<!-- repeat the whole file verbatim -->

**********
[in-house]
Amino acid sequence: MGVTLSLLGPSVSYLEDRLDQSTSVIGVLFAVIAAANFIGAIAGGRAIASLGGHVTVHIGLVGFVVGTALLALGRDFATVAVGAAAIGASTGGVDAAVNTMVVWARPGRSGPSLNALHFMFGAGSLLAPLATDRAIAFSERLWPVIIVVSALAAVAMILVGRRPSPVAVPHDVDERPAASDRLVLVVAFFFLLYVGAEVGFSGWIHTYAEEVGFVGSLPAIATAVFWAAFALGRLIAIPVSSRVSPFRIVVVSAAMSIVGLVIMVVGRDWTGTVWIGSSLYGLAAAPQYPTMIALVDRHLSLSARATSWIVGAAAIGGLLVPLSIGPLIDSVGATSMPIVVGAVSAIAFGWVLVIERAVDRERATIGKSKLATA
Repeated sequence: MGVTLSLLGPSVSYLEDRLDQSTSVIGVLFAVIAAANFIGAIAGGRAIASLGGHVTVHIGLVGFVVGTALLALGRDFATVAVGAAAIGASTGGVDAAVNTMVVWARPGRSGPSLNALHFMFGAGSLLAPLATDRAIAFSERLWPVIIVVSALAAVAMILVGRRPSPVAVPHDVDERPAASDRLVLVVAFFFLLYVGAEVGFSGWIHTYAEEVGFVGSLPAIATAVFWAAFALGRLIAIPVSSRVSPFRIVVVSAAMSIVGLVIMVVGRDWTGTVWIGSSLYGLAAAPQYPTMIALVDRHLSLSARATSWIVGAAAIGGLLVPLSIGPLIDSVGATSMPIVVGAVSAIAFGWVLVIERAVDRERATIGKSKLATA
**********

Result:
[in-house]
Amino acid sequence: MGVTLSLLGPSVSYLEDRLDQSTSVIGVLFAVIAAANFIGAIAGGRAIASLGGHVTVHIGLVGFVVGTALLALGRDFATVAVGAAAIGASTGGVDAAVNTMVVWARPGRSGPSLNALHFMFGAGSLLAPLATDRAIAFSERLWPVIIVVSALAAVAMILVGRRPSPVAVPHDVDERPAASDRLVLVVAFFFLLYVGAEVGFSGWIHTYAEEVGFVGSLPAIATAVFWAAFALGRLIAIPVSSRVSPFRIVVVSAAMSIVGLVIMVVGRDWTGTVWIGSSLYGLAAAPQYPTMIALVDRHLSLSARATSWIVGAAAIGGLLVPLSIGPLIDSVGATSMPIVVGAVSAIAFGWVLVIERAVDRERATIGKSKLATA
Repeated sequence: MGVTLSLLGPSVSYLEDRLDQSTSVIGVLFAVIAAANFIGAIAGGRAIASLGGHVTVHIGLVGFVVGTALLALGRDFATVAVGAAAIGASTGGVDAAVNTMVVWARPGRSGPSLNALHFMFGAGSLLAPLATDRAIAFSERLWPVIIVVSALAAVAMILVGRRPSPVAVPHDVDERPAASDRLVLVVAFFFLLYVGAEVGFSGWIHTYAEEVGFVGSLPAIATAVFWAAFALGRLIAIPVSSRVSPFRIVVVSAAMSIVGLVIMVVGRDWTGTVWIGSSLYGLAAAPQYPTMIALVDRHLSLSARATSWIVGAAAIGGLLVPLSIGPLIDSVGATSMPIVVGAVSAIAFGWVLVIERAVDRERATIGKSKLATA